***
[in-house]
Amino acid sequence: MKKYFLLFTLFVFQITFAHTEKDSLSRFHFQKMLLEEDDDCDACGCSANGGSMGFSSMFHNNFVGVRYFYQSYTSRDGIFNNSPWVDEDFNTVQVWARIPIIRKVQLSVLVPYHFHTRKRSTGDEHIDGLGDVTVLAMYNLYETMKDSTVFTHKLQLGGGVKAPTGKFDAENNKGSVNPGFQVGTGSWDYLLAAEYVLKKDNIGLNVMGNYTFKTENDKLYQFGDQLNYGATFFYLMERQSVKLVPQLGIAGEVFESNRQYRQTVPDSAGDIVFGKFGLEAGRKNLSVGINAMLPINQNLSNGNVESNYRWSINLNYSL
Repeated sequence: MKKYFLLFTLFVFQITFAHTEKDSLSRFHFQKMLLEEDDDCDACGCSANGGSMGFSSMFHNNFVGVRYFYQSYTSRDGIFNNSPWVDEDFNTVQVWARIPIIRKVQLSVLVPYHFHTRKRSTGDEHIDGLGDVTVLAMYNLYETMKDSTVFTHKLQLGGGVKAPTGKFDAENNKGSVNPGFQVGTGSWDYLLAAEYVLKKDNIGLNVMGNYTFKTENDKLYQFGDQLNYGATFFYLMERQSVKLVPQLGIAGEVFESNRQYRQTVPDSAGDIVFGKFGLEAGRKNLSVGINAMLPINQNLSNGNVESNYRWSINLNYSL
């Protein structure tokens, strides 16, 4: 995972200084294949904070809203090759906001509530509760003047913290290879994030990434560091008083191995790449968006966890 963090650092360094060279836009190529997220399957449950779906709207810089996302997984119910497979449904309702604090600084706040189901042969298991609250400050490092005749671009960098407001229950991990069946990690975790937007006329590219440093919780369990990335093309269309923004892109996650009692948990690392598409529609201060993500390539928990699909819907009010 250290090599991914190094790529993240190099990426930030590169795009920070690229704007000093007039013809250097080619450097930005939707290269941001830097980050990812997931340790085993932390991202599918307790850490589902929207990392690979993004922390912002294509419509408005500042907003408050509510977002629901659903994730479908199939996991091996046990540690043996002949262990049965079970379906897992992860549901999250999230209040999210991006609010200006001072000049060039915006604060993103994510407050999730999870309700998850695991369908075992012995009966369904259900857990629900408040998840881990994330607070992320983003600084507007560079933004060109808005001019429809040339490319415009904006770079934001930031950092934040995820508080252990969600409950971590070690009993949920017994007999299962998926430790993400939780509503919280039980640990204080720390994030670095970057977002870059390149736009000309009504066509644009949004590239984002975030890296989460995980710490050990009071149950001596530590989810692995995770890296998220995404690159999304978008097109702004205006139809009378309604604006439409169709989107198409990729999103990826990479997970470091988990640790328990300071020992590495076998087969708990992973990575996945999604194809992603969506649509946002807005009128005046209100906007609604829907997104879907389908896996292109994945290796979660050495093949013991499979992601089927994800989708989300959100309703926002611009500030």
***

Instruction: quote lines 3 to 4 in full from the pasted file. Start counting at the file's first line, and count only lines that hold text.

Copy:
Repeated sequence: MKKYFLLFTLFVFQITFAHTEKDSLSRFHFQKMLLEEDDDCDACGCSANGGSMGFSSMFHNNFVGVRYFYQSYTSRDGIFNNSPWVDEDFNTVQVWARIPIIRKVQLSVLVPYHFHTRKRSTGDEHIDGLGDVTVLAMYNLYETMKDSTVFTHKLQLGGGVKAPTGKFDAENNKGSVNPGFQVGTGSWDYLLAAEYVLKKDNIGLNVMGNYTFKTENDKLYQFGDQLNYGATFFYLMERQSVKLVPQLGIAGEVFESNRQYRQTVPDSAGDIVFGKFGLEAGRKNLSVGINAMLPINQNLSNGNVESNYRWSINLNYSL
């Protein structure tokens, strides 16, 4: 995972200084294949904070809203090759906001509530509760003047913290290879994030990434560091008083191995790449968006966890 963090650092360094060279836009190529997220399957449950779906709207810089996302997984119910497979449904309702604090600084706040189901042969298991609250400050490092005749671009960098407001229950991990069946990690975790937007006329590219440093919780369990990335093309269309923004892109996650009692948990690392598409529609201060993500390539928990699909819907009010 250290090599991914190094790529993240190099990426930030590169795009920070690229704007000093007039013809250097080619450097930005939707290269941001830097980050990812997931340790085993932390991202599918307790850490589902929207990392690979993004922390912002294509419509408005500042907003408050509510977002629901659903994730479908199939996991091996046990540690043996002949262990049965079970379906897992992860549901999250999230209040999210991006609010200006001072000049060039915006604060993103994510407050999730999870309700998850695991369908075992012995009966369904259900857990629900408040998840881990994330607070992320983003600084507007560079933004060109808005001019429809040339490319415009904006770079934001930031950092934040995820508080252990969600409950971590070690009993949920017994007999299962998926430790993400939780509503919280039980640990204080720390994030670095970057977002870059390149736009000309009504066509644009949004590239984002975030890296989460995980710490050990009071149950001596530590989810692995995770890296998220995404690159999304978008097109702004205006139809009378309604604006439409169709989107198409990729999103990826990479997970470091988990640790328990300071020992590495076998087969708990992973990575996945999604194809992603969506649509946002807005009128005046209100906007609604829907997104879907389908896996292109994945290796979660050495093949013991499979992601089927994800989708989300959100309703926002611009500030």